Historically, homestead agroforestry production system has been providing multiple products to the households and meeting their diversified need through the production of a wide variety of fruits, vegetables, spices, and different tree products (Miah et al. 2002). The prevailing climatic and edaphic conditions of Bangladesh are the key factors for providing such a unique opportunity of producing a wide range of products (Fig. 16.8). It has been reported that homestead production system collectively contributes about 70% fruits, 40% vegetables, 70% timber, and 90% firewood and bamboo requirement of the country (Miah and Ahmed 2003).
Homesteads, regardless of ecological and socioeconomic diversities, own at least a few fruit crops. Fruit crops cover an area of about 100,000 ha, nearly 80% of which are grown in home gardens (MoA-UNPD 2000). MoA-UNDP further reported that 43 fruit crops were grown in a wide diversity of soils and climates of Bangladesh. Among them, the predominant fruit crops are mango (Mangifera indica), jackfruit (A. heterophyllus), banana (Musa spp.), papaya (Carica papaya), coconut (Cocos nucifera) and betel nut (Areca catechu). The other commonly found species are citrus (orange, mandarin, grape, lime, and lemon), star fruit (Averhola carambola), jujube (Z. jujube), jamun (S. cuminii), guava (P. guajava), litchi (Litchi chinensis), pomegranate (P. granatum), woodapple (Aegle marmelos), olive (Elaeocarpus flo-ribundus), latkan (Baccaurea sapida), palmyra palm (B. flabellifer), Hog plum (Spondias pinnata), etc. Similar information have also been recorded by Basak (2002) who identified 42 fruit species either perennial or annual in homesteads in 15 districts under four distinct ecological zones (Dry land, Plain land, Hill, and Saline area) of Bangladesh. He also found a wide variation among the locations where the highest number of species was observed at Saline area (34 types) and the lowest in Plain land (12 types). Similarly, several regions specialized in certain fruit crops such as banana in Narsingdi and Jessore, mango in Chapai Nowabgonj and Rajshahi, jackfruit in Gazipur and Chittagong, pineapple in Chittagong and Sylhet, betelnut in Barisal and Rangpur regions, hog plum in Barisal are also reported (MoA-UNPD 2000). Generally, the people who live in remote villages are poor and pay more attention to growing fruit trees in view of getting both fruits and timber/ fuel wood from the same species (Fig. 16.9). Most of the fruits produced in homesteads are consumed at domestic level. A study carried out at the Old Brahmaputra floodplain areas of Bangladesh showed that a total of 285 kg fruits were collected from trees and shrubs annually from a homestead of which the maximum portion (244 kg fruit/year) was consumed by the household (Miah and Sadeq 2003). Generally, the rich group of farmers consumed the maximum amounts of fruits by themselves as compared to the poor group of farmers. As the poor group belongs to subsistence livelihood, they have to sell maximum portion of fruits for earning cash to meet the other needs of the families.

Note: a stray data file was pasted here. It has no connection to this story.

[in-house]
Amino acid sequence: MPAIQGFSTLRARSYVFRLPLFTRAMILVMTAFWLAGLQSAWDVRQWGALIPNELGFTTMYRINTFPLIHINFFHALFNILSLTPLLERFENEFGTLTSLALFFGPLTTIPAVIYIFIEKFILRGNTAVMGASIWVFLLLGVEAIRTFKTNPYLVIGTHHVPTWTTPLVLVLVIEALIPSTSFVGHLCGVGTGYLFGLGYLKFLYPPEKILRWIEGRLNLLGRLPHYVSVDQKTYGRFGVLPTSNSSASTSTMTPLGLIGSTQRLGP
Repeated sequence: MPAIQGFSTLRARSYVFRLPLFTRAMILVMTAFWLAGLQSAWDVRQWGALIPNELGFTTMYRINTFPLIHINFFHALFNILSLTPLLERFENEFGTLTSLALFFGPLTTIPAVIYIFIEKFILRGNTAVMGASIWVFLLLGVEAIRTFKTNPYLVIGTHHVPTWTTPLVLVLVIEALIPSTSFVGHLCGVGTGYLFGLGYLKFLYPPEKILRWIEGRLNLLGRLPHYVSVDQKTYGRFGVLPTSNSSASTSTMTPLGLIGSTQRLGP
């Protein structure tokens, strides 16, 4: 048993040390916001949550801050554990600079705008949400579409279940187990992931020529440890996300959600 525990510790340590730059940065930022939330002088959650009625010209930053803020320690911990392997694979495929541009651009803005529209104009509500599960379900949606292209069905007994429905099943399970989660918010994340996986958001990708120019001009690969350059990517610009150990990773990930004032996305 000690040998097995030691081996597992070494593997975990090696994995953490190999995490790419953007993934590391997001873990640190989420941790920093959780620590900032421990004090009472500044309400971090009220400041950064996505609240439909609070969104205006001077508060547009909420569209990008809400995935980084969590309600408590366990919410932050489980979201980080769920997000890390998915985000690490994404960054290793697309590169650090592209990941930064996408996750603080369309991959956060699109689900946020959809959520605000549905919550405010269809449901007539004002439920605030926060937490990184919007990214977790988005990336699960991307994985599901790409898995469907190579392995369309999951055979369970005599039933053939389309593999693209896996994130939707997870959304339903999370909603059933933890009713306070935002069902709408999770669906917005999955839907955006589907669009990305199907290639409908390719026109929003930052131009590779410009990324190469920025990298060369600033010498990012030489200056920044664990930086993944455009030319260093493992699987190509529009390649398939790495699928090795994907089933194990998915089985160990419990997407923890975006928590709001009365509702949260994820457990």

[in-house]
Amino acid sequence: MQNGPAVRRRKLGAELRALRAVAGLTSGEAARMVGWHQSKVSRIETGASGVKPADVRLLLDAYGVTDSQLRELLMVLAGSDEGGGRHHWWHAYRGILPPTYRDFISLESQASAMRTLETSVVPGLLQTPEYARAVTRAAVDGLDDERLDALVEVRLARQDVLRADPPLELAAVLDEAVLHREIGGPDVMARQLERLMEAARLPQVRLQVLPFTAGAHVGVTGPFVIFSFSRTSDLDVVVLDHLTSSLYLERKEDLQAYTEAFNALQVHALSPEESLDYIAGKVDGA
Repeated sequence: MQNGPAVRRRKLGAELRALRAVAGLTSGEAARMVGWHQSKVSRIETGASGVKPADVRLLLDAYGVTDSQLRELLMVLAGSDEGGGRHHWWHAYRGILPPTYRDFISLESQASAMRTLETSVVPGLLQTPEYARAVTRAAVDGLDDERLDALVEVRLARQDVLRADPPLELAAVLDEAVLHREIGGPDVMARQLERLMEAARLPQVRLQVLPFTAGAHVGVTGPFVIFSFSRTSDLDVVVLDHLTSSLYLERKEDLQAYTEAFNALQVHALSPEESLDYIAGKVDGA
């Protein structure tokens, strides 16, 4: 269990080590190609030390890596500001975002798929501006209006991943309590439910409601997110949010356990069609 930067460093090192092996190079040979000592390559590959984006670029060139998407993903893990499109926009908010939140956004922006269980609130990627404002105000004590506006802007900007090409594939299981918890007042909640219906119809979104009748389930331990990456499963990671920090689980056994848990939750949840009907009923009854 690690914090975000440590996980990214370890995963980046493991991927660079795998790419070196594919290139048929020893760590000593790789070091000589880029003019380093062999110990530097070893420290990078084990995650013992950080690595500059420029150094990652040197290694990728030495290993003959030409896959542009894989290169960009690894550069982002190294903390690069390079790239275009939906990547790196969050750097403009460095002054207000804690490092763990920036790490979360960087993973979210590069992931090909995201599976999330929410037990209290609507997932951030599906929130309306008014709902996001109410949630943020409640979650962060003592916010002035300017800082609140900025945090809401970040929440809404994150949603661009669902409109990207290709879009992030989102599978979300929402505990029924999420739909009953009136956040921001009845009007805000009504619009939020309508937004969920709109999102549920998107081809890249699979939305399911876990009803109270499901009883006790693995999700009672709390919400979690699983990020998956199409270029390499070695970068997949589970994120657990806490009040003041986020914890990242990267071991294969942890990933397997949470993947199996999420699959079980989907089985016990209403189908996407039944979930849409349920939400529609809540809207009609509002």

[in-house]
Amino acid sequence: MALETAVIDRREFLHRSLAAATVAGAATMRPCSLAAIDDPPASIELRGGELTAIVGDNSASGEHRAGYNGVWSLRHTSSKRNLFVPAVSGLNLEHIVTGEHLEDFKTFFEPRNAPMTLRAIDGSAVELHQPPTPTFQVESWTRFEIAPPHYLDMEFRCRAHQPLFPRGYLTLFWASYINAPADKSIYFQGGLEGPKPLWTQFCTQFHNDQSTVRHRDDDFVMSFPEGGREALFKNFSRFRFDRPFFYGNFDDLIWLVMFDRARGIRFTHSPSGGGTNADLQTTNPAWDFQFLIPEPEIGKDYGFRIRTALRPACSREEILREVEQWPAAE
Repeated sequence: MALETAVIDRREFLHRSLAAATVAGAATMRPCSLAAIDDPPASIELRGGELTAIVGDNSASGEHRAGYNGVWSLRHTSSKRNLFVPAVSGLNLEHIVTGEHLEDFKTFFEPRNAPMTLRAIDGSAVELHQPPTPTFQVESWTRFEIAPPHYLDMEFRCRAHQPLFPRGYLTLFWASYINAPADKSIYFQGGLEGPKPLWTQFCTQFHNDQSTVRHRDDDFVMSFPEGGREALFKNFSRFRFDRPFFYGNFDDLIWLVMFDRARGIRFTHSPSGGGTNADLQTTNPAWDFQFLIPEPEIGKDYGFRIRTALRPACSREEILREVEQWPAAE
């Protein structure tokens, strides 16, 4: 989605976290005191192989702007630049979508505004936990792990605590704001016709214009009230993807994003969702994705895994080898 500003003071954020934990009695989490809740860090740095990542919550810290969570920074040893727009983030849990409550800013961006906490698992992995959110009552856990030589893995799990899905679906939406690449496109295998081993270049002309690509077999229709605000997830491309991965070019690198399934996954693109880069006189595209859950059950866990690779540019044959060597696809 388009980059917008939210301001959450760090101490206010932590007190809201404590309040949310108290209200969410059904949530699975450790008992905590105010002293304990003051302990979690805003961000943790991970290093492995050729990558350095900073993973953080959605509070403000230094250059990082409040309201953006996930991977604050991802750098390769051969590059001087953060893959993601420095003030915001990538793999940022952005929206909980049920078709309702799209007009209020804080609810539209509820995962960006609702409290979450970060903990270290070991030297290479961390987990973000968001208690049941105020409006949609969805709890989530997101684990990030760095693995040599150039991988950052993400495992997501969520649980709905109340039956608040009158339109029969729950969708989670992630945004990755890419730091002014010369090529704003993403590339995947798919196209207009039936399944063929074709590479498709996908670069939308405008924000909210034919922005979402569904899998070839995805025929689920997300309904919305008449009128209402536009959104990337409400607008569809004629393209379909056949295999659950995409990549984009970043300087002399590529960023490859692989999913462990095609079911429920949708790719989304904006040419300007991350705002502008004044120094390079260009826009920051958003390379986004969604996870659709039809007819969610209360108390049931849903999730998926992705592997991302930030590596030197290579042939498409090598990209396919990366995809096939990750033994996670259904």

Like fruit crops, vegetables, which are recognized as nutrition givers of the highest order, are grown in Bangladesh mostly in homesteads from time immemorial. As in the case of fruits, vegetables belong to the group of "protective foods," which a
provide essential vitamins and minerals (Tsou 1992). The land of Bangladesh has a unique opportunity where a large number of diversified vegetables are grown. About 60 different vegetables of indigenous and exotic origin are grown mainly in homestead and flood-free lands (MoA-UNPD 2000). Based on growing seasons, vegetables are categorized into summer/rainy season, winter, and all-season types. Summer vegetables covering an area of 94,000 ha and winter vegetables covering 154, 000 ha are cultivated mainly in homesteads (MoA-UNPD 2000).
Homestead gardening, especially vegetable production is an important household activity contributing to both economic welfare and family diets (Helen Keller International 2001). Vegetables are produced either for commercial purpose or for home consumption. Commercial gardens are often relatively large in size but encompass a fewer number of species, sometimes just one vegetable in the entire season such as pulwal (Trichosanthes dioeca). The homestead gardens are usually small in size but encompass a variety of vegetables depending upon farmer's choice for year round production (Fig. 16.10).
An intensive homestead vegetable production model involving 14 vegetables (known as Kalikapur model) proved very effective in proper utilization of the underutilized homestead space, increasing vegetable consumption by the resource-poor farmers, alleviating family nutrition, and involving women and children (Chowdhury et al. 1992). The model was extended to 20,000 homesteads, mostly among the landless and marginal farmers, in 135 thanas of 54 districts across the country (Hossain 1995). A new system suitable for southern part of Bangladesh (saline area) was suggested (Ahmad 1995). This involved digging of mini pond and growing herbaceous and bushy vegetables on their banks and creeping vegetables (such as bitter gourd, bottle gourd, and hyacinth beans) placed on trellis over the pond area as well as cultivating fish inside the pond. This system was found profitable for both